Albanian Revolt of 1847

Albanian Revolt of 1847
LocationPashalik of Yanina, modern southern Albania and northern Greece

Ottoman victory.

Rebellion hold until 1847
 Ottoman Empire Albanian rebels
Commanders and leaders
Çelo Picari
Zenel Gjoleka

The Albanian Revolt of 1847 was a 19th-century uprising in southern Albania directed against Ottoman Tanzimat reforms which started in 1839 and were gradually being put in action in the regions of Albania. One of the characteristics of the uprising was the absence of known bey families among its leaders and the massive participation of the peasants. In Albanian communist historiography this event is also called the Great Peasant Uprisings (Albanian: Kryengritjet e Mëdha Fshatare).


The primary aim of the Tanzimat reforms was that of creating a strong modern local apparatus with which to govern the empire. The old privileges were abolished and taxes were to be collected from Ottoman officials, rather than by local Albanian beys.[1]

After the Uprising of Dervish Cara in 1844, the Ottoman Porte declared the application of the Tanzimat reforms in southern Albania. Albanian sandjaks were reorganized. Hysen Pashe Vrioni was appointed the head of Berat Sandjak, which would include the regions of Vlorë, Mallakastër, Skrapar and Përmet. His forces began putting the new reforms into action, disarming the population and requesting new taxes.


Albanian peasants in southern Albania reacted to the actions of Ottoman administration and in June 1847, their representatives met in Mesaplik.[2] In a memorandum sent to the Turkish sultan they declared that they would not send soldiers in the regular army, would not pay the new taxes and would also not accept the new administration

The insurgents created a committee with Zenel Gjoleka as its leader. When the new Ottoman administration tried to gather the new taxes in Kuç, the peasants went into open rebellion in July 1847. 500 men led by Zenel Gjoleka marched toward Delvinë and liberated the city. In a short period of time the uprising expanded in all Vlorë region, Chameria, Përmet and especially in Mallakastër where the local rebels were led by another notable local leader, Rrapo Hekali.[3]

Isuf bey Vrioni with its men attacked the rebels in the Mallakastër area. The Ottoman forces were defeated, with Isuf and his brother being captured during the fighting and executed by the rebels. After that, Rrapo Hekali and the Mallakastër rebels attacked Berat, but having no artillery they could not capture the castle. They continued the siege without attacking the castle. At the same time, the rebels led by Gjoleka and Çelo Picari defeated an Ottoman force coming from Ioannina. The Gjoleka men also attacked Gjirokastër and kept its castle under siege. The Porte was alarmed by the news and a relief force of 3000 men under Shahin bey Kosturi was sent from Thessaly against the rebels in Gjirokastër, but Kosturi and his Ottoman force were also defeated by the forces of Gjoleka. Gjoleka also tried to cooperate with the Greeks, and negotiated with the Greek government of Ioannis Kolettis, but with little success.[4] A new Ottoman army of 5000 men was sent from Ioannina against Gjoleka. With a force of 1500 men Gjoleka was able to defeat again the Ottoman army yet again in the Battle of Dholan on 28 August 1847.[5]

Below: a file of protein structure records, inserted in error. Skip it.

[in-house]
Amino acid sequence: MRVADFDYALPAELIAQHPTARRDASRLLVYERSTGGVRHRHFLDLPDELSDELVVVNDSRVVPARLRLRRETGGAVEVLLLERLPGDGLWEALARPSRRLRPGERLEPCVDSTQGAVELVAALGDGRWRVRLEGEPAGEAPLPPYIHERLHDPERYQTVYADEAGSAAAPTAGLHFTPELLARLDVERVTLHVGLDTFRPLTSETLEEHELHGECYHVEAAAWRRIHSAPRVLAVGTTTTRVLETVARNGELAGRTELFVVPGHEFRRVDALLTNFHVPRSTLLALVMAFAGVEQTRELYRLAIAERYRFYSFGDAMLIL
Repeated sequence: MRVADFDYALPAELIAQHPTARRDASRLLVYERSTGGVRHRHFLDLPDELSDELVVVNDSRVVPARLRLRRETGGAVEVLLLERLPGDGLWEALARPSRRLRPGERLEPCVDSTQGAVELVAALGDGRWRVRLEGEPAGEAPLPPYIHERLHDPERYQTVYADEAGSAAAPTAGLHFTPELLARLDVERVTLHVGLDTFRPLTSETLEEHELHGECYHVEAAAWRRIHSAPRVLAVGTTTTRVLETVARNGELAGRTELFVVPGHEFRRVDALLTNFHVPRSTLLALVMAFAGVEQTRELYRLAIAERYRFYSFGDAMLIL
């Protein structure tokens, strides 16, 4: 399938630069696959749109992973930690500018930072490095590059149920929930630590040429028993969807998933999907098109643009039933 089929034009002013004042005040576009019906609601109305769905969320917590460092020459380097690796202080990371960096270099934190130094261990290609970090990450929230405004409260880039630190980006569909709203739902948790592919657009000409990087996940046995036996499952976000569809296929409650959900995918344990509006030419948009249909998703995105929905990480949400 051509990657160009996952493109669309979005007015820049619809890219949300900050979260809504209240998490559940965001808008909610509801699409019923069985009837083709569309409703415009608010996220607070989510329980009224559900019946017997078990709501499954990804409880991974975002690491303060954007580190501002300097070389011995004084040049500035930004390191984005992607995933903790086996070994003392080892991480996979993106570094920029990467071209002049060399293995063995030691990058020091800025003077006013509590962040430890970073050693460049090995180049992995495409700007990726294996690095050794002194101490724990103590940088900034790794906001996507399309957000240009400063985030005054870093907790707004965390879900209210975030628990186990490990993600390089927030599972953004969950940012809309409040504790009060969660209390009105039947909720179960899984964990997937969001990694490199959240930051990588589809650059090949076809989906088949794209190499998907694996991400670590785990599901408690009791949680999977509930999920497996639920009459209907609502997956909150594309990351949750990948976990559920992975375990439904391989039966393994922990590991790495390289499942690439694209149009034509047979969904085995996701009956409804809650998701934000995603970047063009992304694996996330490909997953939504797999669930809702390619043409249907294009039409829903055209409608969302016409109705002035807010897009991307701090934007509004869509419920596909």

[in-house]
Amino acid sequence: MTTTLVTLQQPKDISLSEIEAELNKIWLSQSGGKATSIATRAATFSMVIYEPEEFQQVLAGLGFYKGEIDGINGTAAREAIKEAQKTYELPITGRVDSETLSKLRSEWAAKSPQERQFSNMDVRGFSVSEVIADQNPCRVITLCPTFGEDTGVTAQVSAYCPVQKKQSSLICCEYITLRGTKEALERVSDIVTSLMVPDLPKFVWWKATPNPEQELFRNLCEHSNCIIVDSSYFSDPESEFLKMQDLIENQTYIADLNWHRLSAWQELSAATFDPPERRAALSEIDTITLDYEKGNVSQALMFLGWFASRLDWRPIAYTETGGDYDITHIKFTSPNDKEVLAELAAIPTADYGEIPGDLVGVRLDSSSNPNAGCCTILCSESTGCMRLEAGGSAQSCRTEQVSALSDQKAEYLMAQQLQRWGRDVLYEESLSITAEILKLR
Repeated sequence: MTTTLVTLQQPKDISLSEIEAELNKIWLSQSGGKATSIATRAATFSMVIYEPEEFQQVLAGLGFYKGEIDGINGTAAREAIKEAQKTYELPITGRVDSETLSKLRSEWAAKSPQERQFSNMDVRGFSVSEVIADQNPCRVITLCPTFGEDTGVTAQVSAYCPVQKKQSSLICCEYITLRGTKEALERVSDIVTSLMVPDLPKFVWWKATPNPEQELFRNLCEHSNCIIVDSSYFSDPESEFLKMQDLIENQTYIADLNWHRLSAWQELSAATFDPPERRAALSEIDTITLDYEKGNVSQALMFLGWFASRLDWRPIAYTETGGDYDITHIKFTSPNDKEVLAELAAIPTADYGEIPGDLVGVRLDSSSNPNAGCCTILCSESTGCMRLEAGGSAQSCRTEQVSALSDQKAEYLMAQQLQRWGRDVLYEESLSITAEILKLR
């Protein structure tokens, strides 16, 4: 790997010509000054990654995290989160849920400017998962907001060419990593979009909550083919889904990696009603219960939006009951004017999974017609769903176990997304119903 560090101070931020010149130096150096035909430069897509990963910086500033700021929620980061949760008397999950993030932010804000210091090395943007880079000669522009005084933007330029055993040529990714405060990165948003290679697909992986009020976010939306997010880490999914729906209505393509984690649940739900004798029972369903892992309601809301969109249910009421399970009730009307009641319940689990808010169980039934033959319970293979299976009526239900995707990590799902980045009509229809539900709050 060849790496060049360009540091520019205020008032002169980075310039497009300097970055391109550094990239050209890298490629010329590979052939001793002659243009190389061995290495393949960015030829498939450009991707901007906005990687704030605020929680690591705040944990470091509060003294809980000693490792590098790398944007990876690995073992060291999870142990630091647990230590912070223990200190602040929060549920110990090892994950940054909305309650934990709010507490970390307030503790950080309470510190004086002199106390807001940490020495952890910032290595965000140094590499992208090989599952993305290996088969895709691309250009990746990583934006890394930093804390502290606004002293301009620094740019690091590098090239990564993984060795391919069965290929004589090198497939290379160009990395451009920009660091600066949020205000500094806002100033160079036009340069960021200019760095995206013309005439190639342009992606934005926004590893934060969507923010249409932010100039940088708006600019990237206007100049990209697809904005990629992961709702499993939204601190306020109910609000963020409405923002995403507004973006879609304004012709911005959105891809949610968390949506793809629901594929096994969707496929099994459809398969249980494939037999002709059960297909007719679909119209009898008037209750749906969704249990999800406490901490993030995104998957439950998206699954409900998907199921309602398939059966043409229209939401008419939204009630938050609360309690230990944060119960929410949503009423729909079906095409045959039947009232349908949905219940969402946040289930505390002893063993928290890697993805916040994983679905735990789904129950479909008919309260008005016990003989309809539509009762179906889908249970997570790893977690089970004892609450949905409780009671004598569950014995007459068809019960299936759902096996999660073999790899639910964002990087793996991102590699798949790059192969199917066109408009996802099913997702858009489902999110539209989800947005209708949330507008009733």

At the same time some 15,000 Ottoman forces under the Turkish marshal Mehmet Reshit Pasha were sent from Manastir to relieve the siege of Berat. In Ohrid an Ottoman force of 6,000 men was summoned. The Ottoman forces attacked the forces of Rrapo Hekali based in the city of Berat and at the same time the Turkish garrison in the castle attacked them from behind. Albanian forces left the siege and withdrew in Mallakastër. From Berat, the Ottoman army tried to enter to the heart of the rebellion in the Kurvelesh region, from the Kuç pass where Gjoleka forces were concentrated. They once again resisted the Ottoman forces. At the same time other Ottoman forces attacked Kurvelesh from the Mesaplik region and another Ottoman column disembarked in the Himara region, encircling the forces of Gjoleka. Even under these circumstances Gjoleka's men resisted. Seeing the tough resistance, Mehmed Reshid Pasha declared an amnesty and invited all the leaders to met him in Zhulat village. Some 85 men who believed his words went to the place of meeting (among whom were the local leader Hodo Nivica and some other minor leaders) and were captured. After that the organised resistance was no longer possible and Albanian forces were divided in small ceta. Ottoman forces entered the regions of uprising and thousands of men were arrested and deported,[1] whereas Rrapo Hekali was sent to a prison in Manastir, where he was poisoned on December 30, 1847. Gjoleka with a small group of fighters retreated to Greece, which ended the uprising.


  1. 1 2 Vickers, Miranda (1999). The Albanians: a modern history (3 ed.). I.B.Tauris. p. 25. ISBN 1-86064-541-0.
  2. La Ligue albanaise de Prizren, 1878-1881: discours et exposés tenus à l'occasion de son centenaire Author Zëri i popullit Publisher Académie des sciences de la RPS d'Albanie, Institut d'histoire, 1978 p.68
  3. The history of Albania: a brief survey Author Kristo Frashëri Publisher s.n., 1964 p.122-123
  4. Schwandner-Sievers, Stephanie (2002). Albanian Identities: Myth and History. Indiana University Press. p. 180. ISBN 0-253-34189-2.
  5. The history of Albania: a brief survey Author Kristo Frashëri Publisher s.n., 1964 p.123
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